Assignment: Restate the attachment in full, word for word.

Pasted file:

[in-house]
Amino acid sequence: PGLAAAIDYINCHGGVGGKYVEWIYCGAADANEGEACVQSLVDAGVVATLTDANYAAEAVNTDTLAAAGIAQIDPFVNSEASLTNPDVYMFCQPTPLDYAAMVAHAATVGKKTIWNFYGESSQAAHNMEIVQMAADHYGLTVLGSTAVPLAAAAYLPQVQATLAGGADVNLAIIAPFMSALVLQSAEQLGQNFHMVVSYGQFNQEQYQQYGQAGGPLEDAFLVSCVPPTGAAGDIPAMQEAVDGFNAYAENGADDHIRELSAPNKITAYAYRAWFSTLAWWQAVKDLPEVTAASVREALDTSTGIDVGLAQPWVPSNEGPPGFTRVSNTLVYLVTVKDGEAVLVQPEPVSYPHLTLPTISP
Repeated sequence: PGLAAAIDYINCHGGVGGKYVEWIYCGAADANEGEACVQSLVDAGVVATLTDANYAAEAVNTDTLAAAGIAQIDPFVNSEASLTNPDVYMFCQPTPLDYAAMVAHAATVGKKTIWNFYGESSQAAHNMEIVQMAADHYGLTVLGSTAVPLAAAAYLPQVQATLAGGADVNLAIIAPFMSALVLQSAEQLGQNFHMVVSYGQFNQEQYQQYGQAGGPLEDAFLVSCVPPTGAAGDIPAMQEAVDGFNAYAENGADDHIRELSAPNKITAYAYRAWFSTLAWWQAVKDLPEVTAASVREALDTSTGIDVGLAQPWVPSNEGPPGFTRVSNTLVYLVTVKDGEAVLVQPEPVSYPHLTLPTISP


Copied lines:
[in-house]
Amino acid sequence: PGLAAAIDYINCHGGVGGKYVEWIYCGAADANEGEACVQSLVDAGVVATLTDANYAAEAVNTDTLAAAGIAQIDPFVNSEASLTNPDVYMFCQPTPLDYAAMVAHAATVGKKTIWNFYGESSQAAHNMEIVQMAADHYGLTVLGSTAVPLAAAAYLPQVQATLAGGADVNLAIIAPFMSALVLQSAEQLGQNFHMVVSYGQFNQEQYQQYGQAGGPLEDAFLVSCVPPTGAAGDIPAMQEAVDGFNAYAENGADDHIRELSAPNKITAYAYRAWFSTLAWWQAVKDLPEVTAASVREALDTSTGIDVGLAQPWVPSNEGPPGFTRVSNTLVYLVTVKDGEAVLVQPEPVSYPHLTLPTISP
Repeated sequence: PGLAAAIDYINCHGGVGGKYVEWIYCGAADANEGEACVQSLVDAGVVATLTDANYAAEAVNTDTLAAAGIAQIDPFVNSEASLTNPDVYMFCQPTPLDYAAMVAHAATVGKKTIWNFYGESSQAAHNMEIVQMAADHYGLTVLGSTAVPLAAAAYLPQVQATLAGGADVNLAIIAPFMSALVLQSAEQLGQNFHMVVSYGQFNQEQYQQYGQAGGPLEDAFLVSCVPPTGAAGDIPAMQEAVDGFNAYAENGADDHIRELSAPNKITAYAYRAWFSTLAWWQAVKDLPEVTAASVREALDTSTGIDVGLAQPWVPSNEGPPGFTRVSNTLVYLVTVKDGEAVLVQPEPVSYPHLTLPTISP